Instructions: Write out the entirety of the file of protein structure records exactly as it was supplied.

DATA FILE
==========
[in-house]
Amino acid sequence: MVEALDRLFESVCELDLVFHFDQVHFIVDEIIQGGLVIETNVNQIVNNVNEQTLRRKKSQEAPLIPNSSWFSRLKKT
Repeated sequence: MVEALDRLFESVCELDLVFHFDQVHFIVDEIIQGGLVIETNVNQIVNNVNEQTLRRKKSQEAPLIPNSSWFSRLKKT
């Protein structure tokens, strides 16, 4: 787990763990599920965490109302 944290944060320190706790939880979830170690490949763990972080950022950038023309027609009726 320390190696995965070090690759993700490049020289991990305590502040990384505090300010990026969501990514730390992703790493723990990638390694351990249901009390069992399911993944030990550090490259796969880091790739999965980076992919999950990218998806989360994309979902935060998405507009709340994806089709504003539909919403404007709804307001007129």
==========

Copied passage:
[in-house]
Amino acid sequence: MVEALDRLFESVCELDLVFHFDQVHFIVDEIIQGGLVIETNVNQIVNNVNEQTLRRKKSQEAPLIPNSSWFSRLKKT
Repeated sequence: MVEALDRLFESVCELDLVFHFDQVHFIVDEIIQGGLVIETNVNQIVNNVNEQTLRRKKSQEAPLIPNSSWFSRLKKT
């Protein structure tokens, strides 16, 4: 787990763990599920965490109302 944290944060320190706790939880979830170690490949763990972080950022950038023309027609009726 320390190696995965070090690759993700490049020289991990305590502040990384505090300010990026969501990514730390992703790493723990990638390694351990249901009390069992399911993944030990550090490259796969880091790739999965980076992919999950990218998806989360994309979902935060998405507009709340994806089709504003539909919403404007709804307001007129």